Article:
University of Michigan Lung Cancer Smoking Model
The University of Michigan Lung Cancer Smoking Model (UM-LCSm) was formerly known as the FH-LC Model (Fred Hutchinson Cancer Research Center). The UM-LCSm is an effective tool for evaluating lung cancer trends in the US population and the effects of possible interventions (1). The model was developed in two steps. First, a natural history model that describes lung cancer incidence or mortality as functions of smoking history and age was derived, estimating the model parameters by fitting it to prospective cohort data of smoking histories and lung cancer incidence/mortality (2-4). Second, the natural history model was embedded in an Age-Period-Cohort (APC) population model (5), and relative lung cancer mortality rates by calendar-year and birth-cohort (period and cohort effects, respectively) were estimated by calibration against US lung cancer mortality. The UM-LCSm has been used to estimate the number of lung cancer deaths prevented in the US due to tobacco control efforts implemented since the first Surgeon General’s Report (SGR) on smoking and health was issued in 1964 (1,4).
The UM-LCSm model is based on the biologically based two-stage clonal expansion (TSCE) model that relates individual smoking histories to the age-specific risk of lung cancer incidence or mortality (6). The TSCE model is a stochastic model that represents the process of carcinogenesis in three phases. In the first phase (initiation), a susceptible stem cell acquires one or more mutations resulting in an initiated cell, which has partially escaped growth control. In the second phase (promotion), initiated cells undergo clonal expansion, either spontaneously or in response to endogenous or exogenous promoters. Finally, in the third phase (malignant conversion), one of the initiated cells acquires further mutational changes leading to a malignant cell.
To model the effects of smoking on lung cancer risk, the model initiation, promotion, and malignant transformation parameters are assumed to be altered during periods of smoking exposure through parametric dose-response relationships. This dose-response relationship links the individual smoking history to the cell kinetic parameters in the TSCE model.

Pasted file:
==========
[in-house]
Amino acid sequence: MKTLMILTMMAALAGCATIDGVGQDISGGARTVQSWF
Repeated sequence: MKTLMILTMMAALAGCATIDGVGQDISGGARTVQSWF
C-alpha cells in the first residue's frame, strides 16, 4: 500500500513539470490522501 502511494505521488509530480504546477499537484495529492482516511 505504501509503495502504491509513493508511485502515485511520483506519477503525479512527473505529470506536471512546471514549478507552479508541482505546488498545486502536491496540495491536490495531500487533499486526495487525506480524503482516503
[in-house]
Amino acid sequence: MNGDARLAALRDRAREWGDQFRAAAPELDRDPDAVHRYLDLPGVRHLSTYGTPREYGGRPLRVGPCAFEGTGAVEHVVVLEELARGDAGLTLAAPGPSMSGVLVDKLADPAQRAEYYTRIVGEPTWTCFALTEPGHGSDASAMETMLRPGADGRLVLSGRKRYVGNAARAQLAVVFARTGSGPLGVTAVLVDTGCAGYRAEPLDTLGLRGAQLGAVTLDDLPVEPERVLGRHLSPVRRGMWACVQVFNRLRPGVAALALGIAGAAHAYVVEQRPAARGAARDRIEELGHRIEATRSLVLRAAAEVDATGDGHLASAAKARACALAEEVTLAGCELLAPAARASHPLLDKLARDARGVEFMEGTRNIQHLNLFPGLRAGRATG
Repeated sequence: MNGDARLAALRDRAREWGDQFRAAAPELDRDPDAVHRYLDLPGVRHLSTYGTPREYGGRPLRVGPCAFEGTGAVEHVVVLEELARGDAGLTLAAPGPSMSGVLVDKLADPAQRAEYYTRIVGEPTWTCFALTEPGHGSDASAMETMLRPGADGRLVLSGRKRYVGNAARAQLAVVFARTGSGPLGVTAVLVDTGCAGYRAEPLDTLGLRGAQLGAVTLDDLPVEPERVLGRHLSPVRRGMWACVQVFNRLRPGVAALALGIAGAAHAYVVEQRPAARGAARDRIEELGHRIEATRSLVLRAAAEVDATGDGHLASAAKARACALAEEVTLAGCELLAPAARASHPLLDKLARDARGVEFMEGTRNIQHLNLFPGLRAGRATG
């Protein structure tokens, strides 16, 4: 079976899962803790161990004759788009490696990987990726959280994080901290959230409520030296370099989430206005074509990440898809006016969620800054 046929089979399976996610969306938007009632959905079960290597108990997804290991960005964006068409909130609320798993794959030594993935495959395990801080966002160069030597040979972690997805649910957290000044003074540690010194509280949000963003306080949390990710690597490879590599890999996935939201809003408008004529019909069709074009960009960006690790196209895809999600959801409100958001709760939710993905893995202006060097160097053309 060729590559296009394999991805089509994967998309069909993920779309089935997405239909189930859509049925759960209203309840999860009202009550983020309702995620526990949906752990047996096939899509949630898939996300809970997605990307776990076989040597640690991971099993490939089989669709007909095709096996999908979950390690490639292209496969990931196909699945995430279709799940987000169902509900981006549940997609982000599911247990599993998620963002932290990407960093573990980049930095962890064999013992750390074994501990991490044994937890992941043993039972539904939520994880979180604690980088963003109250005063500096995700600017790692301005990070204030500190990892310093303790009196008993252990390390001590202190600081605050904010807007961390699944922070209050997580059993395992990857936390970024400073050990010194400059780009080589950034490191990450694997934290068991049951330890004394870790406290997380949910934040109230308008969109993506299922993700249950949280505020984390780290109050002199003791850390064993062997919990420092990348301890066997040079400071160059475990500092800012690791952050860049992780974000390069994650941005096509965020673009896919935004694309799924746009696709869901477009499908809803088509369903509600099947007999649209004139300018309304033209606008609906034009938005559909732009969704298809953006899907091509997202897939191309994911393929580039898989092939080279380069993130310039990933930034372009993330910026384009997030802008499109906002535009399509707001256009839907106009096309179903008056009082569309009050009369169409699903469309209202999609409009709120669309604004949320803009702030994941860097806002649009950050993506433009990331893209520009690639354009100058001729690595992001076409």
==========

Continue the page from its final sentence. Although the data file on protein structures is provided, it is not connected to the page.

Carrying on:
Model calibration consists of estimating dose-response parameters that best represent the effects of individual smoking histories in relation to lung cancer initiation, promotion, malignant conversion, and in turn, incidence or mortality. Using likelihood-based methods, the TSCE model was calibrated to lung cancer data in four US smoking cohorts: lung cancer mortality in the American Cancer Society Cancer Prevention Studies I and II (CPS-I and CPS-II)(2), and lung cancer incidence and mortality in the Nurses’ Health Study (NHS) and Health Professionals’ Follow-up Study (HPFS) (3,4).
As mentioned above, the calibrated TSCE models were then embedded into an APC model replacing the non-parametric age effects of the traditional APC models by the TSCE model hazard (i.e., model age-specific incidence). Period and cohort effects were then estimated by calibrating the model predictions to lung cancer mortality in the US population, using microsimulation of individual smoking histories in the US from CISNET’s Smoking History Generator (SHG) (7).
Tip: Hover your cursor over the dashed attribute links below for more information. View the details of this model in a grid with other lung models.